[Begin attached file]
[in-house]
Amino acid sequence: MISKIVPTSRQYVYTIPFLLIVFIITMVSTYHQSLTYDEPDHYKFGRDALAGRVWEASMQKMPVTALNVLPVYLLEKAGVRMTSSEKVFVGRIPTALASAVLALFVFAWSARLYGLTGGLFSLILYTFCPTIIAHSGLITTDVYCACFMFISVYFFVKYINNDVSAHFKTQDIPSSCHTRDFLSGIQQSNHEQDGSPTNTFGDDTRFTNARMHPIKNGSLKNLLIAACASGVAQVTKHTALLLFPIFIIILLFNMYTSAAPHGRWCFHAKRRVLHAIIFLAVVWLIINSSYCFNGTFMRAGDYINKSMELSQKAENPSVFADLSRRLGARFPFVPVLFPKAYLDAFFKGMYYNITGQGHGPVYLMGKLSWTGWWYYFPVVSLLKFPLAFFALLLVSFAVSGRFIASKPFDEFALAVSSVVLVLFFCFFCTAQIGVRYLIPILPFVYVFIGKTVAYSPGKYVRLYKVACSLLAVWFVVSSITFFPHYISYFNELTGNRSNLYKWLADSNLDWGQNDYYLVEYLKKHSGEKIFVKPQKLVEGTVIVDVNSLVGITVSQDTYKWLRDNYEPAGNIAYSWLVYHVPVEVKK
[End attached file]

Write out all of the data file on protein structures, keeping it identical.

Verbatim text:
[in-house]
Amino acid sequence: MISKIVPTSRQYVYTIPFLLIVFIITMVSTYHQSLTYDEPDHYKFGRDALAGRVWEASMQKMPVTALNVLPVYLLEKAGVRMTSSEKVFVGRIPTALASAVLALFVFAWSARLYGLTGGLFSLILYTFCPTIIAHSGLITTDVYCACFMFISVYFFVKYINNDVSAHFKTQDIPSSCHTRDFLSGIQQSNHEQDGSPTNTFGDDTRFTNARMHPIKNGSLKNLLIAACASGVAQVTKHTALLLFPIFIIILLFNMYTSAAPHGRWCFHAKRRVLHAIIFLAVVWLIINSSYCFNGTFMRAGDYINKSMELSQKAENPSVFADLSRRLGARFPFVPVLFPKAYLDAFFKGMYYNITGQGHGPVYLMGKLSWTGWWYYFPVVSLLKFPLAFFALLLVSFAVSGRFIASKPFDEFALAVSSVVLVLFFCFFCTAQIGVRYLIPILPFVYVFIGKTVAYSPGKYVRLYKVACSLLAVWFVVSSITFFPHYISYFNELTGNRSNLYKWLADSNLDWGQNDYYLVEYLKKHSGEKIFVKPQKLVEGTVIVDVNSLVGITVSQDTYKWLRDNYEPAGNIAYSWLVYHVPVEVKK